With very, very few exceptions, a car is a depreciating asset. By the time the ink is dry on a car loan agreement, the car is worth less than what you paid for it.
The thing is, most people who buy a new car need a loan to do it. Unfortunately, a loan for the car’s full purchase price, plus interest, means that car buyers generally owe more (sometimes much more) than the car is worth. This is what we mean by “underwater” or “upside down.” In order to sell the car, the loan has to be paid off in full, but in order to pay off the loan, more money needs to be found somewhere.
This is a common situation, and having negative equity in a new car is not always as bad as it sounds. Over the first few years of ownership, the loan balance and the car’s fair market value will usually find some sort of equilibrium, meaning that the owner can, at some point, sell the car for an amount that will pay off the loan. That’s the easiest way out of an upside-down car, and it’s the best solution for people who can be patient. Paying a little extra each month, if possible, will help.
Still, waiting to sell won’t work for everyone. First, this plan assumes you can wait until the ideal time to sell the car, and that’s not always the case — you might need a different car to start a family, to change jobs, to move, or to simply drive something less expensive. And second, waiting a little while longer won’t work as well if the loan terms aren’t conventional. If the interest rate is extremely high, then it’s likely that a lot of the car’s principal balance still needs to be paid off, because too much of the payments went to paying interest instead of paying down the amount that was actually borrowed.
Also, if you bought the car with a very long loan term, like one of the five- to seven-year terms that are growing in popularity it’ll take a long time before the loan principal’s paid down to the car’s value. That’s because though you pay less money each month, each payment doesn’t go very far toward paying down the debt.
Finally, if you rolled an old underwater car loan into the current loan, it’ll be almost impossible to sell the car until the loan is fully paid off, because there will be a massive difference between the loan balance and the car’s value. Though some car salesmen might try to convince you that this is a normal thing to do, just to make a sale, rolling negative equity from one car into a new car loan a terrible financial decision. It essentially adds the old debt to the purchase price of the new car, plus interest, and causes a cycle of debt that’s very difficult to escape.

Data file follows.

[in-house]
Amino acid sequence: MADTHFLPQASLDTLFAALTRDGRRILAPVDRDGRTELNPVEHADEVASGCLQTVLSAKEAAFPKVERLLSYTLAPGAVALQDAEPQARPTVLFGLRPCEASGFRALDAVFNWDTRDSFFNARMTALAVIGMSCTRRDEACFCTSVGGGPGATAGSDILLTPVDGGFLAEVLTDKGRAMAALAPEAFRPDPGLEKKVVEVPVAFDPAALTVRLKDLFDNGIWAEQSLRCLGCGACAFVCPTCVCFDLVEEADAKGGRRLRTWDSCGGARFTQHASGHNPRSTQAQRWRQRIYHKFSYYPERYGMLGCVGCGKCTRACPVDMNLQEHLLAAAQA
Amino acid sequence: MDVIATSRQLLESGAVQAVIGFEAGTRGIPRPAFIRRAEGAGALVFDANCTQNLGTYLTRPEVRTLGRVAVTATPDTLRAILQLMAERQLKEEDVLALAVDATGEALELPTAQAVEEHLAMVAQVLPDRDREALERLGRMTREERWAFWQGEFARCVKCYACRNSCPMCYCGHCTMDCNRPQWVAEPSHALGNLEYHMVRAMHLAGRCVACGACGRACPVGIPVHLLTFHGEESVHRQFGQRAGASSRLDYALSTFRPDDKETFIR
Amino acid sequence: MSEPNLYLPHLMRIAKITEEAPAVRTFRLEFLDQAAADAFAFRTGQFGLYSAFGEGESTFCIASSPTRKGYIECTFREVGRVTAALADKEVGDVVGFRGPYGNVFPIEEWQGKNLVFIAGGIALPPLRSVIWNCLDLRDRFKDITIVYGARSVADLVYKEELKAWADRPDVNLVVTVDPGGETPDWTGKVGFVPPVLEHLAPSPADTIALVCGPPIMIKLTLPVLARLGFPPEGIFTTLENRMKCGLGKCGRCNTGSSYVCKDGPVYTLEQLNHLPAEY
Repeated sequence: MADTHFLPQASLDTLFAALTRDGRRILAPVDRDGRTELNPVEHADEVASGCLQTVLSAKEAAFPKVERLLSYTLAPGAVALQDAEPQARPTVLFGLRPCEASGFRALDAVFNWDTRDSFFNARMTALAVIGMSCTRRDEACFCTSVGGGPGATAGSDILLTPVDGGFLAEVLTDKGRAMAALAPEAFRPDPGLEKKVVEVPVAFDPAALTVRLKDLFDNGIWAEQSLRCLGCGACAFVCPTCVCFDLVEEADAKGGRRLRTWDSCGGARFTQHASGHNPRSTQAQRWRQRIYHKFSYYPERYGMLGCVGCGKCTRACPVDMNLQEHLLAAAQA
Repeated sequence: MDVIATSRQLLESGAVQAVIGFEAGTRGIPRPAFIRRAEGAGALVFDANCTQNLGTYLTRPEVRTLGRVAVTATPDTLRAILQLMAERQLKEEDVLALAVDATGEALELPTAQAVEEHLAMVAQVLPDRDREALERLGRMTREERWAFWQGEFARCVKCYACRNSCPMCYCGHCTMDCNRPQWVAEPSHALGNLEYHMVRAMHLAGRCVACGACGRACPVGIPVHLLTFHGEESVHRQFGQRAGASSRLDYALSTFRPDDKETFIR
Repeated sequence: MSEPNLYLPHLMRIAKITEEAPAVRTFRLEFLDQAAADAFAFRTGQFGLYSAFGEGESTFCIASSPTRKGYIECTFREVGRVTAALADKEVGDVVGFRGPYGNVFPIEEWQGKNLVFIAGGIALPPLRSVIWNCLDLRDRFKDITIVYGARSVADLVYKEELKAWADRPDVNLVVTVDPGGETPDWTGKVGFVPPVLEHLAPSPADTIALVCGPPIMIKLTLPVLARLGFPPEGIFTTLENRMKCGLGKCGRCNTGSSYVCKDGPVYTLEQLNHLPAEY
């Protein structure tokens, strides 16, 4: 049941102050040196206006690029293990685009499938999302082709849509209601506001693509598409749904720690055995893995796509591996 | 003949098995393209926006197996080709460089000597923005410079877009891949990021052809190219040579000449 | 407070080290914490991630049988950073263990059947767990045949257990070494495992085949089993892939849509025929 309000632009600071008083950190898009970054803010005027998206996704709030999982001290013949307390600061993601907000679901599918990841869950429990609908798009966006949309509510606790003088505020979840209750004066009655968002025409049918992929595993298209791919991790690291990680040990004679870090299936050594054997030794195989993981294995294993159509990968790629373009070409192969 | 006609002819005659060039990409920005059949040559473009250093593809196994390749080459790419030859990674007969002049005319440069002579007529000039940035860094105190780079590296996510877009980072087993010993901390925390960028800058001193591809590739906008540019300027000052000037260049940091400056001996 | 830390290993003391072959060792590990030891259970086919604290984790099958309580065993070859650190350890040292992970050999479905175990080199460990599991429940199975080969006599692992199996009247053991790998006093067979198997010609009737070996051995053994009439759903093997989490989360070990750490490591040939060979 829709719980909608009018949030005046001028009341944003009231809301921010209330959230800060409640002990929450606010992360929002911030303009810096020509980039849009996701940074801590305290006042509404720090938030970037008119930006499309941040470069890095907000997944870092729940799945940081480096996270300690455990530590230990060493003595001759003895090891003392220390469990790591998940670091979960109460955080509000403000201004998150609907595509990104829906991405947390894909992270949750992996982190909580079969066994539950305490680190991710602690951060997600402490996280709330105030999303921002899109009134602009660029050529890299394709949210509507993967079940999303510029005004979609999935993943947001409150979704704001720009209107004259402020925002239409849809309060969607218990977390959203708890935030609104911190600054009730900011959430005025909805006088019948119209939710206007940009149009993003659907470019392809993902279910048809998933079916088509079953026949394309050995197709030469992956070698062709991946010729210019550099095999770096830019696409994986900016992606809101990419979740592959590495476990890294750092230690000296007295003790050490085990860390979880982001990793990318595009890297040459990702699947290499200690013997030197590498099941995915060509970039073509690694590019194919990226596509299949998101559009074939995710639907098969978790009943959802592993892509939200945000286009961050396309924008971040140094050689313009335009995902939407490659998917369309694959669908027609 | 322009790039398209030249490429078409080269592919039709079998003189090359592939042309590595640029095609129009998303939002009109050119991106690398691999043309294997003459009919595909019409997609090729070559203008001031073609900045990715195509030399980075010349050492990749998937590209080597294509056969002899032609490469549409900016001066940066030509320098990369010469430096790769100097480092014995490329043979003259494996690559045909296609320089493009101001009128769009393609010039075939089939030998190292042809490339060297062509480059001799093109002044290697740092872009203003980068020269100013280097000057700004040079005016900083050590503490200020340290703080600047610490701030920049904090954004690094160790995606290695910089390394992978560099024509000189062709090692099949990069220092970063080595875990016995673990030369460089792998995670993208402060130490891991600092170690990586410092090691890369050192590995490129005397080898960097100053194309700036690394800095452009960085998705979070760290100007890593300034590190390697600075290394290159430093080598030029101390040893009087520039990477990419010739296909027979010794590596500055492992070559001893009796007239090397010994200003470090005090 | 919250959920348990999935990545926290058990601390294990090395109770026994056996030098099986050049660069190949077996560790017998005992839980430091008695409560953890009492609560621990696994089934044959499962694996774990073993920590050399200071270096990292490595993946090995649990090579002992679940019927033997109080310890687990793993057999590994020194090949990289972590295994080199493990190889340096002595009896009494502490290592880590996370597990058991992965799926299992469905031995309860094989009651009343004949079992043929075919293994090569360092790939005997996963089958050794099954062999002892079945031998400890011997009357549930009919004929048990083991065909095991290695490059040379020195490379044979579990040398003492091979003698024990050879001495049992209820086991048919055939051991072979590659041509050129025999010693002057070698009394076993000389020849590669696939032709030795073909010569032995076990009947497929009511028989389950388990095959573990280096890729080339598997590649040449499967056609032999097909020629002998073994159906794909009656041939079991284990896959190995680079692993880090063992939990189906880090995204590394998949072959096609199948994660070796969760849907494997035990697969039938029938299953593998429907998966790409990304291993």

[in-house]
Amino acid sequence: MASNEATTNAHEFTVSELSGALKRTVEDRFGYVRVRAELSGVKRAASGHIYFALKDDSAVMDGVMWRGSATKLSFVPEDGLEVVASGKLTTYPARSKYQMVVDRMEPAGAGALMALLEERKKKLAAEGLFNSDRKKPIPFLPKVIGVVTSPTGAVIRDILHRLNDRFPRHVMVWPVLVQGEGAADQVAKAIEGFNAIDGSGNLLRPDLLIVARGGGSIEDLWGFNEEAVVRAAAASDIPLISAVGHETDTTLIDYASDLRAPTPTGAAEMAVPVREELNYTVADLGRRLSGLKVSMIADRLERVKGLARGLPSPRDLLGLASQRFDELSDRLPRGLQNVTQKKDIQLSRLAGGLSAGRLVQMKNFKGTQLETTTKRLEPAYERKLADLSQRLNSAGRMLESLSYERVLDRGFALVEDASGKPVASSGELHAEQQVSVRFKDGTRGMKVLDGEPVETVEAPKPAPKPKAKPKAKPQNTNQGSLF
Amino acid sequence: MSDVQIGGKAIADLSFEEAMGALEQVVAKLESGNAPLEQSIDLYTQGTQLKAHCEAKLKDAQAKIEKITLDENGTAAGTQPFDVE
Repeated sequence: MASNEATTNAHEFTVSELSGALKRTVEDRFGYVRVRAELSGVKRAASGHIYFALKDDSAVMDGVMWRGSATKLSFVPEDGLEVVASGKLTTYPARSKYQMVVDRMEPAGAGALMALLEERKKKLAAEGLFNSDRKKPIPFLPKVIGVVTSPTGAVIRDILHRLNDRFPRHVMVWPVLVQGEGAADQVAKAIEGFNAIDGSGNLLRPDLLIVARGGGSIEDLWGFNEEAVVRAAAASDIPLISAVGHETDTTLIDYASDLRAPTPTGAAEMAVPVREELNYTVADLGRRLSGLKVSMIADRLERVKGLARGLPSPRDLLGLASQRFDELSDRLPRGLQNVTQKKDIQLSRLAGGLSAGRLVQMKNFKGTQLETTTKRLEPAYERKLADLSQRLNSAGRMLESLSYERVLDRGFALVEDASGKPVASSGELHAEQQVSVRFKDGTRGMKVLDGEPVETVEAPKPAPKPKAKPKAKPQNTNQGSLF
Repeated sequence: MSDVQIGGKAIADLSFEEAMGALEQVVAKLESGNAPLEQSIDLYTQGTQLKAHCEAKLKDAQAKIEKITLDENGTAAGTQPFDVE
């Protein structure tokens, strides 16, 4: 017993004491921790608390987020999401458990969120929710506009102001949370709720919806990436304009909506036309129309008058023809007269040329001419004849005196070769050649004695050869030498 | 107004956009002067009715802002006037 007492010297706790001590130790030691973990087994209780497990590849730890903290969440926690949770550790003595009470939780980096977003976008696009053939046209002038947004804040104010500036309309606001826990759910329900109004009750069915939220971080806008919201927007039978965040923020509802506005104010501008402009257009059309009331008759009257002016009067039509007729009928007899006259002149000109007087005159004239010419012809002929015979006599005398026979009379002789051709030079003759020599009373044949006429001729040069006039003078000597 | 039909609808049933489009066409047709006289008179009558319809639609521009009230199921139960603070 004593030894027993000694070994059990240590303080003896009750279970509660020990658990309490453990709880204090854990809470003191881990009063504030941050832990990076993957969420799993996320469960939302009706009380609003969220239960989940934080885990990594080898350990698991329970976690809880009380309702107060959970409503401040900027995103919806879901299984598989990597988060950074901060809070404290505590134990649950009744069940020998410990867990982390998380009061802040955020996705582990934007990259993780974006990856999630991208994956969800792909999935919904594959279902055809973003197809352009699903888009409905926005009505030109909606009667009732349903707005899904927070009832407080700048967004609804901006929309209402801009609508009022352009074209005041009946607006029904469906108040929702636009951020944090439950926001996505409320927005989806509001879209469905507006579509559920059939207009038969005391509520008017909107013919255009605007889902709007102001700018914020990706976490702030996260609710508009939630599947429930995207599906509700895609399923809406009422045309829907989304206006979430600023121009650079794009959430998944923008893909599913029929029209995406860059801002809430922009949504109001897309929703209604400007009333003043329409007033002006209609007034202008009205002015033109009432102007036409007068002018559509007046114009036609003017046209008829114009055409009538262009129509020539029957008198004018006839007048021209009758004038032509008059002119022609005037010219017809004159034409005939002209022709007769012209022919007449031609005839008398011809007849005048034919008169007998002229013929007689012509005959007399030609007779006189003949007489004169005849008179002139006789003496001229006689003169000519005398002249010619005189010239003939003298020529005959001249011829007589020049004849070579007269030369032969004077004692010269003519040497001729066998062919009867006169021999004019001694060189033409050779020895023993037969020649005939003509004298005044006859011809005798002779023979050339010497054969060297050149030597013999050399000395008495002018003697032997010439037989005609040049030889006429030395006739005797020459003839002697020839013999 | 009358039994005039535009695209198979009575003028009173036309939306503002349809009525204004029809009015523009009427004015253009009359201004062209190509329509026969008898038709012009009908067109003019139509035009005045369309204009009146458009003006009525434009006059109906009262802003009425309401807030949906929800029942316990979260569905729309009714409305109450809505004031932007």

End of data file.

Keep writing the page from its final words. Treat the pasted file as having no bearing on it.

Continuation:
If you need to sell a car you’re upside down on and you just can’t wait, you have a few options. You can pay cash out-of-pocket to make up the difference, although someone in this situation might not have that kind of cash available.
Some banks and credit unions will be willing to issue a new personal loan for the difference between the car’s sale price and the loan balance. This means more debt, however, and will require a decent credit score, because the collateral that originally secured the car loan — that is, the car — will be gone. If you go this route, commit to paying off the new personal loan as quickly as possible, because basically, you’re still paying for a car you can no longer use.
Another option is called a “voluntary surrender.” In this case, you talk to the financial institution holding the loan (whether a bank, a credit union, or the dealership’s own financial division) and explain that you can’t afford the car payments anymore. Downsides of this approach are that it’s expensive, both immediately and in the future. A voluntary surrender often carries fines or fees, which should be explained in the original loan paperwork, and it will damage your credit report, similar to if the car was involuntarily repossessed. There is an advantage, though: a voluntary surrender avoids the hassle of actually selling the car, since the keys are handed over to the bank.
There’s still one problem for people who sell an upside-down car — none of the solutions discussed will really help you replace the car in question (with the exception of rolling the debt into a new car loan, which is, regardless, still a bad idea). Once the upside-down car is sold, there’s no more car, and if you still need a car to get around you’ll have to start all over. On the upside, the experience of getting rid of an underwater car should encourage better financial habits in the future.